BOSTON -- The pace is picking up. The Boston Red Sox have made their visits to their prime offseason targets, Carl Crawford and Jayson Werth, while letting Adrian Beltre know that they still like him, even if in the end he might not like their terms.
Thursday, they underscored their commitment to Jarrod Saltalamacchia by bringing back the captain, Jason Varitek, to share the catching position in 2011 while grooming Saltalamacchia to be his successor, a source confirmed.
They are non-tendering left-handed reliever Hideki Okajima and prepare to go to Orlando for next week's winter meetings with a clear set of priorities: add an elite outfield bat, acquire a couple of relievers, identify a first baseman or third baseman for the short-term.
Red Sox fans are not conditioned to accept the kind of risk the Sox are taking in deciding that Saltalamacchia fits their long-term plans better than the All-Star Victor Martinez. Few will admit it now, but there were people distressed that general manager Theo Epstein did not bring back veteran Mark Loretta after the 2006 season, choosing instead to give a chance to an undersized second baseman who impressed no one during his September call-up, least of all Jerry Remy. That first month of 2007, Terry Francona was fending off questions about why Alex Cora wasn't starting ahead of Dustin Pedroia.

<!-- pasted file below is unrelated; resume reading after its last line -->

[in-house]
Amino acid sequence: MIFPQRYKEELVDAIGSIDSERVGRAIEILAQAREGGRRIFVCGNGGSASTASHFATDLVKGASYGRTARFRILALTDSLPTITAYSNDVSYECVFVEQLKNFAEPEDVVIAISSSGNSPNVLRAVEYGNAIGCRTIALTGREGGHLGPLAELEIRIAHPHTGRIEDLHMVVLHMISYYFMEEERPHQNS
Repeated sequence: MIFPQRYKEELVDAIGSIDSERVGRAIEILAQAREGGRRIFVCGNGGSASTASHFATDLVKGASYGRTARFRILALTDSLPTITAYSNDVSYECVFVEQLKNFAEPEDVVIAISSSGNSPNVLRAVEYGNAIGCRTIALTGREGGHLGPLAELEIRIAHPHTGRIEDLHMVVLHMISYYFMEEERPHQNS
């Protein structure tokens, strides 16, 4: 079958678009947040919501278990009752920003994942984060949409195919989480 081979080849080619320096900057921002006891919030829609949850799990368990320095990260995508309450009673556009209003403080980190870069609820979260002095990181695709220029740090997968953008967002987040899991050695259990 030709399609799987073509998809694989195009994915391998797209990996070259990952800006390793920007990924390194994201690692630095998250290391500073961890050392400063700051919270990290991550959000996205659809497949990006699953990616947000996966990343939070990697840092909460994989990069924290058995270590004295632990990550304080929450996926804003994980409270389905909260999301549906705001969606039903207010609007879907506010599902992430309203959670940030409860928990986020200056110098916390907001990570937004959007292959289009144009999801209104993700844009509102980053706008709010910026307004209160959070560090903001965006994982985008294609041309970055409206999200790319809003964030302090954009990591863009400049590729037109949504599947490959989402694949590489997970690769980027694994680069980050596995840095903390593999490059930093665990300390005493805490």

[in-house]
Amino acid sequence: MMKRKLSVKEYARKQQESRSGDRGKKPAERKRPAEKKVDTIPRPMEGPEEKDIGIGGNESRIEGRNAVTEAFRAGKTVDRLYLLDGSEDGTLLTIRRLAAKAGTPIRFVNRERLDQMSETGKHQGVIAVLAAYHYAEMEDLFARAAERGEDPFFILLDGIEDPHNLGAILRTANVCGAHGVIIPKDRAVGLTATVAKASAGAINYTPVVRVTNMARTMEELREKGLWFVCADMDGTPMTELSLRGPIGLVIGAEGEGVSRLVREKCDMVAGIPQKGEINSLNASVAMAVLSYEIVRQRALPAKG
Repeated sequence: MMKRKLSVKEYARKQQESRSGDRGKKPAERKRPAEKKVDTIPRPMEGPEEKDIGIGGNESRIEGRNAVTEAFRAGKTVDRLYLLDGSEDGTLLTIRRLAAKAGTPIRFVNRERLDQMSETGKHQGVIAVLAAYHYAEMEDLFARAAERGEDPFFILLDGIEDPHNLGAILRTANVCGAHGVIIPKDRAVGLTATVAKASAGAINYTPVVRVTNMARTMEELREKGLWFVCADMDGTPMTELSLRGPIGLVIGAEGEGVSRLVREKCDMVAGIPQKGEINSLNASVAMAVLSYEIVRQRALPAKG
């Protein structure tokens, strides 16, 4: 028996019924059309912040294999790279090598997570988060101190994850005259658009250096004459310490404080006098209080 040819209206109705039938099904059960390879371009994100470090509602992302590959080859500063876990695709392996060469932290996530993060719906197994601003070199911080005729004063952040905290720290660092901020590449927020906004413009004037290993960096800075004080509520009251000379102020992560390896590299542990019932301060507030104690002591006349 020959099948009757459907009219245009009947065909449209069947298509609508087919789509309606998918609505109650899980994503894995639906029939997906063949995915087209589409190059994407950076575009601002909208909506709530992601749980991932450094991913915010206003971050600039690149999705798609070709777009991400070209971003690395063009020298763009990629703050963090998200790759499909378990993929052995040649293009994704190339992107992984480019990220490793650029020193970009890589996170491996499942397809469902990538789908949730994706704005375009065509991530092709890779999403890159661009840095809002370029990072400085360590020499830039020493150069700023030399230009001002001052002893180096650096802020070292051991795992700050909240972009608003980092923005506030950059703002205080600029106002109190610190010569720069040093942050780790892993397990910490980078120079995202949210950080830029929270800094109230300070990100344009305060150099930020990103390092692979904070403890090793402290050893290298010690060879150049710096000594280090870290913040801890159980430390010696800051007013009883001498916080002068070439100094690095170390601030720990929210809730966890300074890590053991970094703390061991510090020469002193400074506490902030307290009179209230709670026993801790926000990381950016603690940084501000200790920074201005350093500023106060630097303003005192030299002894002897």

There is an extraordinary impatience among the chattering class, which is ready to condemn Sox owner John W. Henry for expanding his sports empire to include an English soccer team, as if he were robbing Peter to pay Sir Paul. Funny, but dual ownership didn't keep Mike Ilitch from winning Stanley Cups in hockey and American League pennants in baseball.
Is Henry enchanted with his new toy? Of course. It's novel and exotic and challenging, and yes, elitist, inasmuch as he has to jet across the Big Pond to watch the Reds play.